The weather conditions for the development of Fusarium were found favourable in the entire state of UP.

GIS tool was found to be very useful for the prediction of spatial distribution of mango malformation at regional scale by using geo-statistical, multiple criteria analysis and logistic regression approach, which otherwise could have been impossible.

3.7.5 Organic and Biofertilizer Studies in Mango

An experiment was conducted to examine the effect of FYM, vermicompost, Azotobacter, Azospirillum and mixed strain of AM fungi (nutrilink), and phosphate solublising bacteria (Microphos) on plant growth, assimilate partitioning, leaf nutrient status, fruit yield and quality in mango cv.

Amrapali. The experiment was laid out in a randomized block

design comprising 13 treatments with four replications.

Treatments given were T0 : Control (no compost or fertilizer), T1 : Farm Yard Manure alone (FYM), T2 : vermicompost alone (VC), T3 : FYM + VC, T4 : FYM + VC + Azotobacter (AZR), T5 : FYM + VC + phosphate solublising bacteria (PSB), T6 : FYM + VC + AM fungi, T7 : FYM + VC + AM fungi + AZR, T8 : FYM + VC + PSB + AZR, T9 : FYM + VC + AM fungi + AZR + Azospirillum(AZM), T10 : FYM + VC + PSB + AZM + AZR, T11 : FYM + VC + AM + PSB + AZR + AZM, T12 : 20 kg FYM + NPK. Treatments were given on the basis of total nitrogen requirement (500 g/plant/year) of the plants, i.e., FYM- 100 kg to T1 and 50 kg/plant to all treatments except T0, T2 and T12, and vermicompost -33 kg to T2 and 16.5 kg per plant to all treatments except T0, T1 and T12. Two kilogram neem cake was uniformly applied to each treatment. All biofertilizers were applied @ 10 g per plant, while AM fungi @ 20 g per plant was applied during August- end and the last week of February. For analytical procedure and observations on growth parameters, assimilate partitioning, leaf nutrient status, fruit yield and quality, standard procedures were adopted. Among various growth parameters observed, the increase in plant height and canopy volume was found significant, whereas the increase in trunk girth and plant spread (East- West and North- South) was found non-significant. Maximum increase in plant height was observed in T9 (9.1 per cent), which was closely followed by T8, T10 and T11. Application of biofertilizers along with FYM and vermicompost showed better results as compared to control, FYM and vermicompost alone. Assimilate partitioning and other physiological parameters such as photosynthesis rate and leaf nutrient status were significantly higher as compared to control, and full dose of N application.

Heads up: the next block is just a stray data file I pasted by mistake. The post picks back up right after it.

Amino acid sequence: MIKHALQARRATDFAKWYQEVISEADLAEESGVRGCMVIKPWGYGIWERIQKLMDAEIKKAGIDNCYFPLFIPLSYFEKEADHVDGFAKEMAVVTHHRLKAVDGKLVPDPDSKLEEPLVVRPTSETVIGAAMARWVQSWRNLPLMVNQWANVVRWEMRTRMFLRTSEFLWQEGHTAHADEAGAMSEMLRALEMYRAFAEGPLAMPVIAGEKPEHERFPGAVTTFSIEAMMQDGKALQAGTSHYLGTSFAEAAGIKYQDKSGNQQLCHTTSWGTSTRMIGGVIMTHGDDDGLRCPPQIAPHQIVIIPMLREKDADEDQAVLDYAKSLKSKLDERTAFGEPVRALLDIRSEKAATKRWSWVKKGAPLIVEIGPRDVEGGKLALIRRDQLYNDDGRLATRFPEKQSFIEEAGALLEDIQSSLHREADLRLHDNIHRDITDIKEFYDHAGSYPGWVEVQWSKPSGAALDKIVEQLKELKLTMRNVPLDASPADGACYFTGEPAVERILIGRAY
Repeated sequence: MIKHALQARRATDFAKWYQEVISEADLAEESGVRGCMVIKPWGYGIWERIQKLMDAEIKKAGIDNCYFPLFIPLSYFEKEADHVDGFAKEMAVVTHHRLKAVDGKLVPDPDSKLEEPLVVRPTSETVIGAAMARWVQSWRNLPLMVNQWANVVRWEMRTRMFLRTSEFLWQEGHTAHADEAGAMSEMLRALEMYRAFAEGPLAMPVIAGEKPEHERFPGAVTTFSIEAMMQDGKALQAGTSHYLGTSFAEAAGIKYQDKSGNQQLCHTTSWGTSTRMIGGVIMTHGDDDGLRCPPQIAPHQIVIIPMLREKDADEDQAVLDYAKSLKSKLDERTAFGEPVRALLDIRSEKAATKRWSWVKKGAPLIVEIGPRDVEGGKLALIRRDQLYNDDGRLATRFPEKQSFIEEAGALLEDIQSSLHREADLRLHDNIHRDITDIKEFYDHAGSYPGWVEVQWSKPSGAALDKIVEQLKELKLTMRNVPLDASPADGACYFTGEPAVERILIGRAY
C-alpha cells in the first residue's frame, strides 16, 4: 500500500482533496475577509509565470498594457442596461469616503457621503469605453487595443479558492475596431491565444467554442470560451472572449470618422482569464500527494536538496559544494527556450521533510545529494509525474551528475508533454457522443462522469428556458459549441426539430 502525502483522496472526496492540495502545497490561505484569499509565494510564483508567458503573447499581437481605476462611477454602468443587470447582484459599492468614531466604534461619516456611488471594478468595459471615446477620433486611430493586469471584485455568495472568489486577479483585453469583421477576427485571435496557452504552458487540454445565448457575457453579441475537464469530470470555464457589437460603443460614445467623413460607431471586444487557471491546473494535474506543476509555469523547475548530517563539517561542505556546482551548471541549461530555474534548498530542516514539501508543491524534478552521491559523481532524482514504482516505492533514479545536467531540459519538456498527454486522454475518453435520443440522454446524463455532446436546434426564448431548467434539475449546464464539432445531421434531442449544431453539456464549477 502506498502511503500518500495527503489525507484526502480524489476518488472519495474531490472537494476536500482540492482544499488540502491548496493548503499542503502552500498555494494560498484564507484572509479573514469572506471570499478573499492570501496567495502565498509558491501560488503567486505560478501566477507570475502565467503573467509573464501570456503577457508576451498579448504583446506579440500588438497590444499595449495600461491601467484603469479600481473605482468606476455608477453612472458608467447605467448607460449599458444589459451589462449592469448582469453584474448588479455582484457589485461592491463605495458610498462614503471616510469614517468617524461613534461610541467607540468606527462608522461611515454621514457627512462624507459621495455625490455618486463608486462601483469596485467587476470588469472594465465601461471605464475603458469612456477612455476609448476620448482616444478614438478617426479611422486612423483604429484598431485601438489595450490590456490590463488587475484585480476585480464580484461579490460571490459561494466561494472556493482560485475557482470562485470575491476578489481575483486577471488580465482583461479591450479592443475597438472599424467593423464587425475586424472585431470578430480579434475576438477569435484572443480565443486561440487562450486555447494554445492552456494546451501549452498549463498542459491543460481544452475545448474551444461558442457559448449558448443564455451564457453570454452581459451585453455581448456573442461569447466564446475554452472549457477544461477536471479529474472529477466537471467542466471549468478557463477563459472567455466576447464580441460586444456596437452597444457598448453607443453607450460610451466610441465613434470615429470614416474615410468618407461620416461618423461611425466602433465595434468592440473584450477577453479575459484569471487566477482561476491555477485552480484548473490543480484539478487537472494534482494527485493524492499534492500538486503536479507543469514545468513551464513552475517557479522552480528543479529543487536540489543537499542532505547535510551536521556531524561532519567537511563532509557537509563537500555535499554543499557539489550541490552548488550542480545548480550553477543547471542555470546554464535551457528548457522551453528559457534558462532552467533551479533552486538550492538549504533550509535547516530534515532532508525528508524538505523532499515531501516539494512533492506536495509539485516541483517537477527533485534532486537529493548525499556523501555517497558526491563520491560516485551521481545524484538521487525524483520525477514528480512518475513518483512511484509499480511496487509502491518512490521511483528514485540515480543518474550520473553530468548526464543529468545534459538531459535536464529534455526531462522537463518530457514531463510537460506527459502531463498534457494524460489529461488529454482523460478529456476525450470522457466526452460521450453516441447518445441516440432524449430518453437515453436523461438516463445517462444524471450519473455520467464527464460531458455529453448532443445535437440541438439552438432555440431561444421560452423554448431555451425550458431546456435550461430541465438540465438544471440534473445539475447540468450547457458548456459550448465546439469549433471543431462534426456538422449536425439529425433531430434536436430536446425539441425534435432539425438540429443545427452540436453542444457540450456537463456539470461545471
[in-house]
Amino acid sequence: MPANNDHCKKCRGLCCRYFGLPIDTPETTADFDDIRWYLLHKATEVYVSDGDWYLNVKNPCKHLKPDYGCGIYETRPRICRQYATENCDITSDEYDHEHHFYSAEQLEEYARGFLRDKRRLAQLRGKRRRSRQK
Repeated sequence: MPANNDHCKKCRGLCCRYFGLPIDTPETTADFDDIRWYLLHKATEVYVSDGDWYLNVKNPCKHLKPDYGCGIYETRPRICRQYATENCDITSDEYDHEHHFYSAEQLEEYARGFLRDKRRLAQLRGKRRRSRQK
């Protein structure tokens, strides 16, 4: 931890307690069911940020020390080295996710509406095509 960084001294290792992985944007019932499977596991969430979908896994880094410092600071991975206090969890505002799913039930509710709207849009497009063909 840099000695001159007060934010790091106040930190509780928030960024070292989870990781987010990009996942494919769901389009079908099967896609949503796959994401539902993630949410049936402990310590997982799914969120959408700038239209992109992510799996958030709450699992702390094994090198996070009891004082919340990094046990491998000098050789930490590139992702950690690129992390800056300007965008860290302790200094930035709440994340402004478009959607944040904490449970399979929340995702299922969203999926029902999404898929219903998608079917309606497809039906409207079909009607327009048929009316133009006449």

Leaf nutrient status was found significant for N, P, Ca, Mg, Fe, Cu and Zn as compared to control. The treatment comprising FYM (50 kg), vermicompost (16.5 kg), Azotobacter (10g) and PSB (10g) per plant gave the best results for maximum average numbers of fruits (181.2) per plant, yield (33.4 kg per plant), TSS (23.0 %), β-carotene (15,867 µg/100g) and ascorbic acid (37.5 mg/100g pulp) content.

3.7.6 Nutritional and Physiological Studies in Citrus

In Kinnow mandarin, foliar spray of micronutrients, i.e., manganese, zinc, copper and iron each at 0.4% along with soil application of biofertilisers alone and in combined doses were tried. A common fertilization dose and biofertilisers,

namely, Azotobacter (10 g/plant) + PSB (10 g/plant) were applied uniformly to all treatments. The treatment comprising combined spray of Fe, Cu, B and Zn at 0.4% each was found superior for growth and yield (105 fruits /tree) parameters as compared to control (71.0 fruits/tree) and other treatments.

The maximum juice recovery (55.9 %) and TSS: Acid ratio (14:1) was also recorded in the above treatment.

3.7.7 Nutritional Studies in Sweet Orange cv.